Statement of Information Required by 11 U.S.C. §341
There are many other provisions of the Bankruptcy Code that may affect your situation. This statement contains only general principles of the law and is not a substitute for legal advice. If you have any questions or need further information as to how the bankruptcy laws apply to your specific case, you should consult with your lawyer.
What is a discharge?
The filing of a chapter 7 petition is designed to result in a discharge of most of the debts you listed in your bankruptcy schedules. A discharge is a court order that says that you do not have to repay your debts, but there are a number of exceptions. Debts which usually may not be discharged in your chapter 7 case include, for example, most taxes, child support, alimony, and student loans; court-ordered fines and restitution; debts obtained through fraud or deception; debts which were not listed in your bankruptcy schedules; and personal injury debts caused by driving while intoxicated or taking drugs. Your discharge may be denied entirely if you, for example, destroy or conceal property; destroy, conceal or falsify records; or make a false oath. Creditors cannot ask you to repay debts which have been discharged. You can only receive a chapter 7 discharge once every eight (8) years.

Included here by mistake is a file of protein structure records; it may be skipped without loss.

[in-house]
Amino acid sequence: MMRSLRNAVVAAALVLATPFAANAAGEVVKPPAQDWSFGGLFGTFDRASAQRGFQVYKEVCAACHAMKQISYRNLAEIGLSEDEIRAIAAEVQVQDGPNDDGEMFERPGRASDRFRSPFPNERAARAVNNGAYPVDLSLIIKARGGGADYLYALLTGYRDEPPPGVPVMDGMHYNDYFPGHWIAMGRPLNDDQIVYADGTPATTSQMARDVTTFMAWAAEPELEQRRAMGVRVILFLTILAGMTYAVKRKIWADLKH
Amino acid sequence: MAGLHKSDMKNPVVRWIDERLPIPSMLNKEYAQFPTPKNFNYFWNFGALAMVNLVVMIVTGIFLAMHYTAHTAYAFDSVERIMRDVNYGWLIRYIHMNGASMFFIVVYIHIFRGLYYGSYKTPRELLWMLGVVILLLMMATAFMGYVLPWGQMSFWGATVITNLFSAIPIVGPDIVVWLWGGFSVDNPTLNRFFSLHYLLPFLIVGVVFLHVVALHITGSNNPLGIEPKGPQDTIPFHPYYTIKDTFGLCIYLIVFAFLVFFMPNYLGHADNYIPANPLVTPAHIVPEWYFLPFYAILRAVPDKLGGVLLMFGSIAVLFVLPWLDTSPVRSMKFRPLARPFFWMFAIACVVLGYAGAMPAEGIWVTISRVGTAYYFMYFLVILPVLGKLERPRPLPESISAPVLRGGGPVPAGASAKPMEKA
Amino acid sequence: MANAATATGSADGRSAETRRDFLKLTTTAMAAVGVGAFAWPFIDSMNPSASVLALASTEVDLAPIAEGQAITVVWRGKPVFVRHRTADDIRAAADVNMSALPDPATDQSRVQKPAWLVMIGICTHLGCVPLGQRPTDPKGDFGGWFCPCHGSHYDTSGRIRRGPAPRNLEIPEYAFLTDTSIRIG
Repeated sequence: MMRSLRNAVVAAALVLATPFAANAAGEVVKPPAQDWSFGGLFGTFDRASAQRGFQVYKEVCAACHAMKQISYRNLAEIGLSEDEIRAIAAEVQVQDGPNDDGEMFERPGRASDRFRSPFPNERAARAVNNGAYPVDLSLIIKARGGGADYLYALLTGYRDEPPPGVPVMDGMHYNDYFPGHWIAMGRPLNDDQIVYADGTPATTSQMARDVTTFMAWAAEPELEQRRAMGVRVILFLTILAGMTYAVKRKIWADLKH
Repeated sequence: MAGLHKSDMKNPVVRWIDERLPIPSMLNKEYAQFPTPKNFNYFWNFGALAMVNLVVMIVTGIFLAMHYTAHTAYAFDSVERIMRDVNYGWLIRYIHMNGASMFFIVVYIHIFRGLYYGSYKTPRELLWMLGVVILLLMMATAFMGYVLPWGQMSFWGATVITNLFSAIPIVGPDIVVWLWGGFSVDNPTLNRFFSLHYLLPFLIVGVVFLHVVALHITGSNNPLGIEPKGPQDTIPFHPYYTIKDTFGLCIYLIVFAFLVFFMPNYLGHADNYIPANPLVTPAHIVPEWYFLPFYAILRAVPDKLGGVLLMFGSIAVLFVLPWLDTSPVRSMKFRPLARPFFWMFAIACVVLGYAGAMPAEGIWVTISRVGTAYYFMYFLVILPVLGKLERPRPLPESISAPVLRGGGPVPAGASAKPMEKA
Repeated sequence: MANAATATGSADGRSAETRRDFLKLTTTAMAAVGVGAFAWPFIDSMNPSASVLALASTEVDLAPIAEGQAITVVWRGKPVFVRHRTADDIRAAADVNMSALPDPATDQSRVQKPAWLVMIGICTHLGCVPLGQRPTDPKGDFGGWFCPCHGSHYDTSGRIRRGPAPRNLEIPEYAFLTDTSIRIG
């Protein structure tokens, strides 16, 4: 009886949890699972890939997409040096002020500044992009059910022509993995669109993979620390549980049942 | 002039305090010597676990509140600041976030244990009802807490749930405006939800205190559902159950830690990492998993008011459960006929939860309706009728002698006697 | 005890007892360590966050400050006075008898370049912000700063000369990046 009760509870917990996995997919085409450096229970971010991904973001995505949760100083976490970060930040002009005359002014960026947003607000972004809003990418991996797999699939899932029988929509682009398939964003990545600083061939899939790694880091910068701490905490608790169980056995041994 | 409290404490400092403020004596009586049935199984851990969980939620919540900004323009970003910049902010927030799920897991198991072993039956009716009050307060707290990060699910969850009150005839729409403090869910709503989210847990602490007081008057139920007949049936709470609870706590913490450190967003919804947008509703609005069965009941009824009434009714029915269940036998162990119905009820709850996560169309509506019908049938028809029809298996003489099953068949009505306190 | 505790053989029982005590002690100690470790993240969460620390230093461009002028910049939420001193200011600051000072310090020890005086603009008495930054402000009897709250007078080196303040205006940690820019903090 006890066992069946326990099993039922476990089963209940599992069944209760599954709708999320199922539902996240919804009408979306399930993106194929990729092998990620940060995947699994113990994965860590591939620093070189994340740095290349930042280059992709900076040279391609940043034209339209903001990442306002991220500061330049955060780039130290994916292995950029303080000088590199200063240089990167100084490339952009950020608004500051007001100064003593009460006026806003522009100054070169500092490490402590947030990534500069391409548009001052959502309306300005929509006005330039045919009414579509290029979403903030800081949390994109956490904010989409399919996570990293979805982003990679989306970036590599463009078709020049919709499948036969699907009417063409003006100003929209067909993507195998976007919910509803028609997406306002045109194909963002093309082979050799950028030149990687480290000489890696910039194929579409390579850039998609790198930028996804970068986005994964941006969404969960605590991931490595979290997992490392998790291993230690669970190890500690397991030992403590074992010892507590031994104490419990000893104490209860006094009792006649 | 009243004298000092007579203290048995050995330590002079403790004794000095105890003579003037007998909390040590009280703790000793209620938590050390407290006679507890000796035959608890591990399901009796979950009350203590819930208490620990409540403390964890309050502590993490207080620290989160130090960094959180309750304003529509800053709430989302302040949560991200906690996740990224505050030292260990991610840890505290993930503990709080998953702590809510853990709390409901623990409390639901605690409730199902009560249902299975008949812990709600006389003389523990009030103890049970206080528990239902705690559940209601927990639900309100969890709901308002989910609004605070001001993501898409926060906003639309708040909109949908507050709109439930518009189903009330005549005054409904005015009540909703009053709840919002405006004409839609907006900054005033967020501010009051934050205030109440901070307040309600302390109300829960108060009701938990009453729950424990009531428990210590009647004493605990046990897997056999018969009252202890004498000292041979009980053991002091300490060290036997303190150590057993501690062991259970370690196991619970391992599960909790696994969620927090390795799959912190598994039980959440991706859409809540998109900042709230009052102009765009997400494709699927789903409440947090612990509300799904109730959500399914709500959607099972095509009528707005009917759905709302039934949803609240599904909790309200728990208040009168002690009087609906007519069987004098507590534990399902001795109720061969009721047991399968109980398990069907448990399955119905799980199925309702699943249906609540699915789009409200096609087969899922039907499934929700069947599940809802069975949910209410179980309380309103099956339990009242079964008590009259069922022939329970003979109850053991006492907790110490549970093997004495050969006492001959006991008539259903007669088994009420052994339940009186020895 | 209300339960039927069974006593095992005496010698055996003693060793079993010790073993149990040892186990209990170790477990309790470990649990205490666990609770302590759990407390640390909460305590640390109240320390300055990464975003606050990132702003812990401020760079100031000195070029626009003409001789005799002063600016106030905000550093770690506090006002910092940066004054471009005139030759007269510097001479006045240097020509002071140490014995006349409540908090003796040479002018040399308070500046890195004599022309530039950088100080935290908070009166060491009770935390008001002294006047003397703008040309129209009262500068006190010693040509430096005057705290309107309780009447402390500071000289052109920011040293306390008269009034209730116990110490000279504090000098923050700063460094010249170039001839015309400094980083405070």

What are the potential effects of a discharge?
The fact that you filed bankruptcy can appear on your credit report for as long as 10 years. Thus, filing a bankruptcy petition may affect your ability to obtain credit in the future. Also, you may not be excused from repaying debts that were not listed on your bankruptcy schedules or that you incurred after you filed bankruptcy. There are exceptions to this general statement. See your lawyer if you have any questions.
What are the effects of reaffirming a debt?
After you file your bankruptcy petition, a creditor may ask you to reaffirm debt or you... read more...